So what should you do if you encounter a patient that really shouldn’t be driving? First, encourage them and/or their family to self-report. If that fails, familiarize yourself with the laws of your state (or province).
In the US, 11 states have mandatory reporting laws for certain conditions that would impair driving. Forty have some type of reporting system for phsyicians and other health professionals. Many allow anyone to report. However, a few stipulate that they may release your name to the driver or that you must have their permission to report. This is essentially the same as not allowing you to report.
Unfortunately, only 29 states hold you harmless from civil or criminal suit if you choose to report. I suspect it would be a tough sell convincing a jury that a patient’s inconvenience is more important than protecting them from an unsafe driver, though. I doubt such a suit would go anywhere.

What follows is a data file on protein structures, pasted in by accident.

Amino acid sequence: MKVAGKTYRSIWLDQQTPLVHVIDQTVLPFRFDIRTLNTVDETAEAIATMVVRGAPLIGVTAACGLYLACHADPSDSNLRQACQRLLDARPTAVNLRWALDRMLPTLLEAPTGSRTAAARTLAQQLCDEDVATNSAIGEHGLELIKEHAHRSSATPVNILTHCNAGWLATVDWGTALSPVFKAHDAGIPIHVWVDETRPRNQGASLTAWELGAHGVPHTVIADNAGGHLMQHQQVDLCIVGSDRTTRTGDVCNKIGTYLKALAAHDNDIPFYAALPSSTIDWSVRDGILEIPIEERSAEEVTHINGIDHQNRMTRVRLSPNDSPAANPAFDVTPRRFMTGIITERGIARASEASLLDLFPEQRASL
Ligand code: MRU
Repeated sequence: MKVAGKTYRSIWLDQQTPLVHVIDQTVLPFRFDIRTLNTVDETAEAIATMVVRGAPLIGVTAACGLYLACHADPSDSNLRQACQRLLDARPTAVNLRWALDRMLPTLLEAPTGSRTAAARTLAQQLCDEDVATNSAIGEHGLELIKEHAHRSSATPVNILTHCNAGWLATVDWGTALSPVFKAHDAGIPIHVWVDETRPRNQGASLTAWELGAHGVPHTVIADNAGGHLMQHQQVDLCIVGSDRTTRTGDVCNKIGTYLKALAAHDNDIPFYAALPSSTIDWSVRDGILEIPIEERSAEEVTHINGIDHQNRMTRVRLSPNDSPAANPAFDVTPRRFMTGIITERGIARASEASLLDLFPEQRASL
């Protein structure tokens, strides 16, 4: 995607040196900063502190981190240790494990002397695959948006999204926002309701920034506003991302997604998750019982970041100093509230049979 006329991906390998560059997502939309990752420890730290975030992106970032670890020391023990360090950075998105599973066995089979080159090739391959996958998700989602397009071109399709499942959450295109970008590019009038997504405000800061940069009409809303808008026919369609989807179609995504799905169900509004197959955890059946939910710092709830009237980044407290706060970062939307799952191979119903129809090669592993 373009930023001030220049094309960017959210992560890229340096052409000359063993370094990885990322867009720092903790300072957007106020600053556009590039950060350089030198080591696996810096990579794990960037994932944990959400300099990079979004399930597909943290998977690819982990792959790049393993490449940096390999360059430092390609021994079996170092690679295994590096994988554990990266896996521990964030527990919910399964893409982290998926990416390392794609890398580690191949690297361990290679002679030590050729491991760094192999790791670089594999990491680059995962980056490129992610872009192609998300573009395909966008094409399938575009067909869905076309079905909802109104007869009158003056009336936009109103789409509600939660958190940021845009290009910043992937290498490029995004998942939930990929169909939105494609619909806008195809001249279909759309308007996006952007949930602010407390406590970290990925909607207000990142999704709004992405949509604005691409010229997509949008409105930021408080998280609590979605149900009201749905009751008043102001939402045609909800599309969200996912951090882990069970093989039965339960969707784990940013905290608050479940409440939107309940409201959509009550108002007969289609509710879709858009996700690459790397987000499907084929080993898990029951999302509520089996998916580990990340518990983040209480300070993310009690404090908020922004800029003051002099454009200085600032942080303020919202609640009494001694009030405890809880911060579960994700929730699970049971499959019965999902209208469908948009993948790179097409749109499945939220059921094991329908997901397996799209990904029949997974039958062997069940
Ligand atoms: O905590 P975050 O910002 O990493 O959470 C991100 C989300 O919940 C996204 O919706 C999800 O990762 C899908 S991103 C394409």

So brush up on the laws and procedures in your state and decide what is in your patient’s (and the public’s) best interest. Then do the right thing.
A sample of my compiled report of US state reporting laws is shown below. Click it or this link to download it.
To read Part 1 of this article, click here.
- Physician’s Guide to Assessing and Counseling Older Drivers 2e. NHTSA / AMA, 2010.